Faulkner’s Curse

The federal holiday we celebrate in commemoration of civil rights leader Martin Luther King, Jr.’s birth is a good day to discuss America’s original sin―the curse of racism. Ugly and wrong as racism might be, an even more befitting subject for condemnation is racist enablers, and especially when they hold high positions in government.

William Faulkner (1897-1962) won the Nobel Prize for Literature in 1949. Due to growing up in Mississippi during the Jim Crow era, Faulkner was witness to full-blown racial intolerance, and he featured the “ineradicable curse” of racism in his novel Absalom, Absalom! In the novel, Faulkner used the demise of the once glorious plantation known as “Sutpen’s Hundred,” an overgrown wasteland commanded by a burnt out mansion to symbolize and expose the futility of the concept of racial superiority. Inevitably, when reducing the “ineradicable curse” to its natural conclusion, we are informed that only one cure for the racist attitude exists―it is called a grave.

There is no reason to quibble over a settled issue. Donald Trump is a racist. He proved as much in the last century by calling for the death penalty of the wrongly accused and convicted black and Hispanic members of the “Central Park Five.” He gave confirmation to that proof in the current century with his dogged pursuit of the so-called “birther issue.” Consequently, no one should have been surprised when Trump referred to Haitian and African nations as “shit hole” countries, and claimed during a White House conference on immigration that we should instead be only looking at countries like Norway for immigrants.

U.S. Senator Dick Durbin (D-Ill) reported the President’s comments and a media blitz followed. Senator Lindsey Graham (R-SC) confirmed Durbin’s report and stated that he pushed back and directly confronted Trump for his use of degrading words. Nevertheless, Trump began calling friends on the Thursday following for feedback on his “shit hole” comment to find out how it would resonate with his base of followers. On the next day―a Friday―U.S. senators David Perdue (R-Ga) and Tom Cotton (R-Ark), both of whom attended the conference and sat at the same table, claimed they “didn’t  remember”  Trump using the language reported by Durbin and confirmed by Graham. During Sunday talk show appearances, Perdue and Cotton changed their story. Both men claimed that Trump never spoke such words, and stated that Durbin was an outright liar, and inferred likewise that Graham’s public statements were false.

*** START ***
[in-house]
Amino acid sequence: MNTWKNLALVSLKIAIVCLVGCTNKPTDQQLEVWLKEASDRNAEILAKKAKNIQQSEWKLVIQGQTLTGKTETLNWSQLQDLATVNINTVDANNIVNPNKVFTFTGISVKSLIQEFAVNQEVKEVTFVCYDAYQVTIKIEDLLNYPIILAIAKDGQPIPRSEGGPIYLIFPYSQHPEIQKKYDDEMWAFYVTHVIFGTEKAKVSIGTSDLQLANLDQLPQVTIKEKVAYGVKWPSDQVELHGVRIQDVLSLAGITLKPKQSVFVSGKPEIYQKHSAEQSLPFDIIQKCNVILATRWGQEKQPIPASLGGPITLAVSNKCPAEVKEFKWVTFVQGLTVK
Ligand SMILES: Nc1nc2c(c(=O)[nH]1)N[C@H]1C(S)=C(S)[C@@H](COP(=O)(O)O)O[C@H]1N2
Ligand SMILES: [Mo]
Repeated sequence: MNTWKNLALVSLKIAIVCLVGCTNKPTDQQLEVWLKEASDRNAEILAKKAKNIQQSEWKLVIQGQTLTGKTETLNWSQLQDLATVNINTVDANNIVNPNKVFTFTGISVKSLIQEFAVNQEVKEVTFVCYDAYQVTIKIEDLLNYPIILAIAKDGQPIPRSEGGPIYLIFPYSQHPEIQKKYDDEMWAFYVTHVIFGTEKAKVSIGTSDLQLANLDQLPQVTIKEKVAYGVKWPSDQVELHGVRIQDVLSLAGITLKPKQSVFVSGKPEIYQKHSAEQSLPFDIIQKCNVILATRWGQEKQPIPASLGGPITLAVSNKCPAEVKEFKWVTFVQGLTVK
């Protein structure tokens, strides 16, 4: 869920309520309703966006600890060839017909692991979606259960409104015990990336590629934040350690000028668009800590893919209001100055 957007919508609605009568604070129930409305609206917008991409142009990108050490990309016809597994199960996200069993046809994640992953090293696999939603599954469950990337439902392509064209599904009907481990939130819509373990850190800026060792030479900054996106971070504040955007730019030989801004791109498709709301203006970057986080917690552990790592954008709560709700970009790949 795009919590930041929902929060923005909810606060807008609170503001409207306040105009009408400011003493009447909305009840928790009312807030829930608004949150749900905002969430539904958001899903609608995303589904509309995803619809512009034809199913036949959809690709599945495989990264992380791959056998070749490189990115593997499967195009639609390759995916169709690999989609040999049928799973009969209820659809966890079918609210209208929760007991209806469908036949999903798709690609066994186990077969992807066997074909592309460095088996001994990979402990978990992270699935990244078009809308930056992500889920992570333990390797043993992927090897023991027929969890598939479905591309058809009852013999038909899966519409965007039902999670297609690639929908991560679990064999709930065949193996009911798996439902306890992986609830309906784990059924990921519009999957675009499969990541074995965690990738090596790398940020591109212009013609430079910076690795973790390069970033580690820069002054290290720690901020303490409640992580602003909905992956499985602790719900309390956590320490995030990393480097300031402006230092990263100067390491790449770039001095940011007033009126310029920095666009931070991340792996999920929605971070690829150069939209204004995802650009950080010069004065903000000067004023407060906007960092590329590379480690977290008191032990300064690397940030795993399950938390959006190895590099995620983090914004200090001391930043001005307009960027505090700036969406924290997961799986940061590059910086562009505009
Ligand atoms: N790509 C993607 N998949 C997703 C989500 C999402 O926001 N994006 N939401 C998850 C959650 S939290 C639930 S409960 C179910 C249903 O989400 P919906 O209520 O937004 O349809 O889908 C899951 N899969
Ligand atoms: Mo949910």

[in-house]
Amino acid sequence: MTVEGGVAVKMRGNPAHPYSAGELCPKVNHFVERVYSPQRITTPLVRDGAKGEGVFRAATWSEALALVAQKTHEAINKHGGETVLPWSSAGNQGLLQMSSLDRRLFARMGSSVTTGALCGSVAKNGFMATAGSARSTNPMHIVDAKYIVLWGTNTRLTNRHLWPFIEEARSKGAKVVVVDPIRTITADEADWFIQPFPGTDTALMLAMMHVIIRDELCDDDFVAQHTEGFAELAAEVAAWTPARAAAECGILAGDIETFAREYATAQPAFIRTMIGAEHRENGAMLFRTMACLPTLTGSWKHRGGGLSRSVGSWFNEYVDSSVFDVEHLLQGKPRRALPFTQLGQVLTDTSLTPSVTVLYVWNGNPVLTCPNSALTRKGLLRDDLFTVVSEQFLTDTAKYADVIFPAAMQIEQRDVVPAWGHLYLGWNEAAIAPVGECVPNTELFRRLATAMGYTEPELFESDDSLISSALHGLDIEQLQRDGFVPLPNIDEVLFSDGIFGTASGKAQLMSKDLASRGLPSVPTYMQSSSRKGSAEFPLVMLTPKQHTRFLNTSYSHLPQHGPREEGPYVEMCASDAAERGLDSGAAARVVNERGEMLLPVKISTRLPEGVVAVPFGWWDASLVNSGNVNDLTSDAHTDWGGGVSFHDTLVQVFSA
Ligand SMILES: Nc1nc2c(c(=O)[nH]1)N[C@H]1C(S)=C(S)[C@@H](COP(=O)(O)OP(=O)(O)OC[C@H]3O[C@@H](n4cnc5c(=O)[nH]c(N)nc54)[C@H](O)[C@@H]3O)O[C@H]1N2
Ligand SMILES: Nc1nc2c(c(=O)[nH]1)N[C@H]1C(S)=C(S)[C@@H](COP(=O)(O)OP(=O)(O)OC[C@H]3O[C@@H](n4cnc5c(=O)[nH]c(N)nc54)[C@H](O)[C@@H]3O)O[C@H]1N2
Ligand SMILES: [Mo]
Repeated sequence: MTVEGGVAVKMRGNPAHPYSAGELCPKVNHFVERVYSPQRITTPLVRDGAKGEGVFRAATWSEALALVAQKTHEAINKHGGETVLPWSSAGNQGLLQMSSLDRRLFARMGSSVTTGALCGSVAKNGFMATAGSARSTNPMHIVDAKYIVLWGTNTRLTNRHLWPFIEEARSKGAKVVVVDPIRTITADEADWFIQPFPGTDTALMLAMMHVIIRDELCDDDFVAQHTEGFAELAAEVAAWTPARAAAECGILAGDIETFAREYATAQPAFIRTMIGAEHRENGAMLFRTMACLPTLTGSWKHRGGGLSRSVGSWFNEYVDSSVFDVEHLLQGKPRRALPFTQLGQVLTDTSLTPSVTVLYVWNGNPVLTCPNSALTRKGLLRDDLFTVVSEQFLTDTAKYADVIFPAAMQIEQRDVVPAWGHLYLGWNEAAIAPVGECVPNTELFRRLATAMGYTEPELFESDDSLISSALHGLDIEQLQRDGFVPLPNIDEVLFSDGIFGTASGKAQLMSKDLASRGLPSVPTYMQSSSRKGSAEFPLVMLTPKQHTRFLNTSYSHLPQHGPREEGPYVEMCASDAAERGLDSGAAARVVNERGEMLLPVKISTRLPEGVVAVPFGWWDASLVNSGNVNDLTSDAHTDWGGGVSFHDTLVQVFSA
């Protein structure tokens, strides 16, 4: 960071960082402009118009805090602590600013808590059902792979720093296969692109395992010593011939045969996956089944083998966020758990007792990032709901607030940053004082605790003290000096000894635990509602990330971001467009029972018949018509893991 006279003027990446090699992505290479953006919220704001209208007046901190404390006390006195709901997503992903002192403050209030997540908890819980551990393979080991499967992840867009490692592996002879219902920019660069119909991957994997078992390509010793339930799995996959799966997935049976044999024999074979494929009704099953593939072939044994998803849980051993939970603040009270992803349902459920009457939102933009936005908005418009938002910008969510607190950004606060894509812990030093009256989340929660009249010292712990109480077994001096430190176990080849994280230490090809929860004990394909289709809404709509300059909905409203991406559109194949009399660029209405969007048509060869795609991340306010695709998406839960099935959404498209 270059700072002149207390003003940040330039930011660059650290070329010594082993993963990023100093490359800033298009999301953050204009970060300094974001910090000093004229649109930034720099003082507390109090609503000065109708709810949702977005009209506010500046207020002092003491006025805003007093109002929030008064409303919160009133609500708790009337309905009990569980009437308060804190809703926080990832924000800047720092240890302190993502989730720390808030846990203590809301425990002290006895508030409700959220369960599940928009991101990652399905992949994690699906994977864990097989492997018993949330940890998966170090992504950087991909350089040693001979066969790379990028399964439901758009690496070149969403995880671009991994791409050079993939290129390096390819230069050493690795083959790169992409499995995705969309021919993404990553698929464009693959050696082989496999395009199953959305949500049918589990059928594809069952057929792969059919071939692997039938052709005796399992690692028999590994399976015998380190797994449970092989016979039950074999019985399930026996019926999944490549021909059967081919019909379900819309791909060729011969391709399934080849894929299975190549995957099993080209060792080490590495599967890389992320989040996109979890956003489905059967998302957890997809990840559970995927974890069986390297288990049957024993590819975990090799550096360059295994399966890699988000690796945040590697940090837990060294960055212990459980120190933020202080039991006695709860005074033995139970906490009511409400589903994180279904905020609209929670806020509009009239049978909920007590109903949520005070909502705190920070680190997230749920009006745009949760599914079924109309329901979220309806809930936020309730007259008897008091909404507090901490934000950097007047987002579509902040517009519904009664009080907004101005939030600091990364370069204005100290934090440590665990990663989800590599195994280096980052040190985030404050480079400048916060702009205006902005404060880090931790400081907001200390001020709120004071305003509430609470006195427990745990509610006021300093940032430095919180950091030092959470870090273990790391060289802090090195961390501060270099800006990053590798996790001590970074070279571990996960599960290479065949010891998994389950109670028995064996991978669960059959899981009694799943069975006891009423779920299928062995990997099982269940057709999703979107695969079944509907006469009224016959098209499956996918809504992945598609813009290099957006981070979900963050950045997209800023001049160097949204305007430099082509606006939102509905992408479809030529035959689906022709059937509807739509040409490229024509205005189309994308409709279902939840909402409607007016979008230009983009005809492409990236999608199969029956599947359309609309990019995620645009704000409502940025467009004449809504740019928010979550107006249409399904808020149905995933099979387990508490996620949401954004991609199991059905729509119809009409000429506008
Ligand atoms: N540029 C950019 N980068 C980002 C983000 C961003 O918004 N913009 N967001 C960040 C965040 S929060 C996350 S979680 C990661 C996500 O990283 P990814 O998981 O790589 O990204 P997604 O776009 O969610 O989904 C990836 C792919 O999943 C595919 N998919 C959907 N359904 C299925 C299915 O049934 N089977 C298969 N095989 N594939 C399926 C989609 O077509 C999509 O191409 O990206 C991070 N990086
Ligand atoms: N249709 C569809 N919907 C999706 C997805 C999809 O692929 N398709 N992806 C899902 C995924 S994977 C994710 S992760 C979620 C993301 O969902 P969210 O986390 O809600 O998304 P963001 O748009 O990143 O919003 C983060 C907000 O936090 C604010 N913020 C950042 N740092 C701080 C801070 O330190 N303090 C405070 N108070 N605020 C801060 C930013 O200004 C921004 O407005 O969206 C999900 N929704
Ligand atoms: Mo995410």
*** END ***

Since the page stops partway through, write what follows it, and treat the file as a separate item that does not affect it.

The fallout from the latest White House episode is clear. Donald Trump continues to prove that he is unfit to hold any public office. Perdue and Cotton have been outed and exposed as racists. Condemnation of United States immigration policy under the current administration has poured in from nearly every country on the planet. And following Trump’s latest degrading and disintegrating venture into foreign policy, his ambassador to Panama, John Feely, has resigned. Feely stated:

“As a junior foreign service officer, I signed an oath to serve faithfully the President and his administration in an apolitical fashion, even when I might not agree with certain policies. My instructors made clear that if I believed I could not do that, I would be honor bound to resign. That time has come.”

Feeley is indeed a man of honor.  But Perdue and Cotton have lost all semblance of honor and deserve no respect.  As the Grim Reaper marks his recruits―one by one―an inescapable historical narrative is being formed, and fifty years from now, Perdue and Cotton will appear in the record as liars and racists.

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